Written and directed by Trey Edward Shults, IT COMES AT NIGHT (2017) shows that it’s possible to make very exciting apocalyptic and horror films on a small budget. All you need is a good story and the ability to tell it well. I highly recommend this indie horror gem.
A plague has wiped out billions, the cities have been abandoned, and people are isolated and focused on survival. Paul, Sarah, and their son Travis live in a remote house in the woods, getting by through being careful. They meet Will and his family and decided to take them in, but the ever-present threat of infection looms.
The film is a delight to discover. The actors all do a great job conveying the full spectrum of humanity in a crisis. The characters behave the way we’d expect them to and most of their decisions are very well reasoned, producing authenticity, believability, and genuine conflict. The tug of war between doing the right thing and self preservation was fascinating to watch. The antagonist is the disease outside and the constant threat that the tenuous alliance between these families could fracture into violence.
The atmosphere and pacing are extremely tense. The director wrings a huge amount of power from a single location. Without electricity, the house is very dark at night, lit only by LED lanterns, making it feel claustrophobic. During the day, the forest surrounding the house feels similarly foreboding, as it may conceal infection or raiders. The story never flags, pounding its way to the end while building and periodically defusing tension. The ending is gripping.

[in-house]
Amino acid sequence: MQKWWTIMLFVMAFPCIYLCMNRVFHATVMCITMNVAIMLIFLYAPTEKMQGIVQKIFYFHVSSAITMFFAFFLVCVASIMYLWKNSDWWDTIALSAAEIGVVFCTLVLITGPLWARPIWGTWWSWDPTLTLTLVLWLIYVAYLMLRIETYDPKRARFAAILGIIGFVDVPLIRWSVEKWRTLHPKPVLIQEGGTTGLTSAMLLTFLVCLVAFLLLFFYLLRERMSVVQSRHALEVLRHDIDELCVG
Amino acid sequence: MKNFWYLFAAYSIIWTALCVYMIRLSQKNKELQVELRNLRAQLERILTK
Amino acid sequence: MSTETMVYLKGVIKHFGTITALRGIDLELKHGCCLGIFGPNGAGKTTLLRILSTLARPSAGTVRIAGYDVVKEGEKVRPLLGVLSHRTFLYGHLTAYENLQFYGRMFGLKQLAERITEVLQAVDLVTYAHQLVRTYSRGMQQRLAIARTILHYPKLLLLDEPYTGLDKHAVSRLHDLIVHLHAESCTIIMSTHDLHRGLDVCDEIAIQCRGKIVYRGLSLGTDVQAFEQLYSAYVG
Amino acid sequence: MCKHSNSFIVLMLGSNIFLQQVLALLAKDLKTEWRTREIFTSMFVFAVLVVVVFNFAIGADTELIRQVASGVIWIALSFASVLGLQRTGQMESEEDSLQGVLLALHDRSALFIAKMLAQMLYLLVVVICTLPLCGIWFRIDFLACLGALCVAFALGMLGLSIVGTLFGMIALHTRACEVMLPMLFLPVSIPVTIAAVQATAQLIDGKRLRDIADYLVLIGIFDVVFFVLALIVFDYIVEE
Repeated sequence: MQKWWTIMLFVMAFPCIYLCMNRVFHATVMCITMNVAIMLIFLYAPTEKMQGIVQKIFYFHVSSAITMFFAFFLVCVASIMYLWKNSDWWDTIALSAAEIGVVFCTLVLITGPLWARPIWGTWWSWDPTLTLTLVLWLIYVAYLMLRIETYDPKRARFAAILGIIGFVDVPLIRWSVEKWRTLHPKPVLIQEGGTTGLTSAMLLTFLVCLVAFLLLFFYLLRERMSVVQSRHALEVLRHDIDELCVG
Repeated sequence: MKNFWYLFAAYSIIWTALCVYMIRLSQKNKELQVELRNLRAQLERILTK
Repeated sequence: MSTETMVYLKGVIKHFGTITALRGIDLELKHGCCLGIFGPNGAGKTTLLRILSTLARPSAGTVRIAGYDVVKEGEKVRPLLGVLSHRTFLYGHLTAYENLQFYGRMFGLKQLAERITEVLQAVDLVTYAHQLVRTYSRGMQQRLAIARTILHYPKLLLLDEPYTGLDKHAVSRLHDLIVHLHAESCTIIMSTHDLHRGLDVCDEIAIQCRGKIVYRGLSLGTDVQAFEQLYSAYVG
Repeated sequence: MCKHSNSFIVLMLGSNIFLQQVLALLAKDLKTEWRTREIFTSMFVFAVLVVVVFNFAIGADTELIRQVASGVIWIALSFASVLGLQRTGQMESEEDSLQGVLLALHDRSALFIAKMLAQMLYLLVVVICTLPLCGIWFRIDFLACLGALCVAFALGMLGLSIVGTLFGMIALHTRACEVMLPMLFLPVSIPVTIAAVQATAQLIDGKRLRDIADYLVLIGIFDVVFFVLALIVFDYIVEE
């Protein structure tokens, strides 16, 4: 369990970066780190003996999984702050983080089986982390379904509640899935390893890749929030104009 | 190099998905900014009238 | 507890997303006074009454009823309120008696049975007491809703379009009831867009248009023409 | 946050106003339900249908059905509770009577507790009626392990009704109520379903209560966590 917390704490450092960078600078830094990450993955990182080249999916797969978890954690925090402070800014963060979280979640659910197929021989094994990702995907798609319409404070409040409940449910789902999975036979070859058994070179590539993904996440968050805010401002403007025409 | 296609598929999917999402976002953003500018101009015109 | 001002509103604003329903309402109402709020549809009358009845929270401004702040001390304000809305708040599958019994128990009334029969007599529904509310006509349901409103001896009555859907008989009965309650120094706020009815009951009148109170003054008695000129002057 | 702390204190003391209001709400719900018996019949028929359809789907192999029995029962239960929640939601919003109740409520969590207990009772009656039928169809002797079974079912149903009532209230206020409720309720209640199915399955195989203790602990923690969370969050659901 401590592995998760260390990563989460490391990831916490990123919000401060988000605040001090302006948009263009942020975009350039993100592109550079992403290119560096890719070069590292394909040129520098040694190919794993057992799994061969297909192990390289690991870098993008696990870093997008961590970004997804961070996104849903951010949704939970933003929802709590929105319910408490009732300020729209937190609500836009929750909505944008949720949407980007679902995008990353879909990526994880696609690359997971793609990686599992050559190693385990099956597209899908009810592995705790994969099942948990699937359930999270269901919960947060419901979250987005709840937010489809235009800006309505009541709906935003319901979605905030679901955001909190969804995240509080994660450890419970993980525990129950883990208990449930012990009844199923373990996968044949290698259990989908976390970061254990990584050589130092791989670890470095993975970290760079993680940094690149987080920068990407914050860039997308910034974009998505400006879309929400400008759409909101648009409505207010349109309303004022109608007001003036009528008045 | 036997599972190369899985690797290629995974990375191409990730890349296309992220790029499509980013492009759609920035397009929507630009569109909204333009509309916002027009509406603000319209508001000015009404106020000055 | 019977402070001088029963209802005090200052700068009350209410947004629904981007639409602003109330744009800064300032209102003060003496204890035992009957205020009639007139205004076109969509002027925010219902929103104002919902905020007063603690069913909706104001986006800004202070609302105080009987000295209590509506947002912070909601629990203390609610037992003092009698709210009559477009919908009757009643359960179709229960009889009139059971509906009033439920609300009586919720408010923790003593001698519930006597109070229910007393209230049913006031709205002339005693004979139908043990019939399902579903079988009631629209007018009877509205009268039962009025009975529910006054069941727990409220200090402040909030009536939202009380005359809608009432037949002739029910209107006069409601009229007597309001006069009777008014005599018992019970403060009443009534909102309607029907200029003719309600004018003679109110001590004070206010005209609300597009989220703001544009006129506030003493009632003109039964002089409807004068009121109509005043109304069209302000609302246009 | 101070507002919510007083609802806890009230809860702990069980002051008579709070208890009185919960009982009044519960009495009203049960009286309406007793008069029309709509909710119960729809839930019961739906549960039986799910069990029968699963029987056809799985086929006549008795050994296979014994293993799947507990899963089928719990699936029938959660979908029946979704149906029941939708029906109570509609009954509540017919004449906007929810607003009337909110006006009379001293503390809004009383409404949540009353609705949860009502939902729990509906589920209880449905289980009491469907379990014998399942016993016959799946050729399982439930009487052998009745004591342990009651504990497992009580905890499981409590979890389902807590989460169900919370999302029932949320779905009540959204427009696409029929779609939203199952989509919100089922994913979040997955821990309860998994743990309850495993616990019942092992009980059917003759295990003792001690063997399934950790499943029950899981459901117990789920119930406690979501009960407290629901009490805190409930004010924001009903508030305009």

But there lies the one thing I didn’t like about the film, which was its denouement in which much is lost but nothing is really answered. None of the possibilities work for how the events roll out, suggesting the plague itself may be an entity, such as the mystery guest in the MASQUE OF THE RED DEATH. It also explains the title, IT COMES AT NIGHT, which otherwise in my view doesn’t make sense for the film, suggesting a monster element that just isn’t there. The director explained he wanted the film to have an ambiguous ending, but if you’re going to get me to invest in a story, you owe me more than a mess of elements that defy explanation. INCEPTION had a wonderfully ambiguous ending, but it made sense and fit the film.
So, yeah, the ending was frustrating for me, but wow, what a fantastic ride to get there. IT COMES AT NIGHT is now in my top 5 list of must-see apocalyptic films. Highly recommended.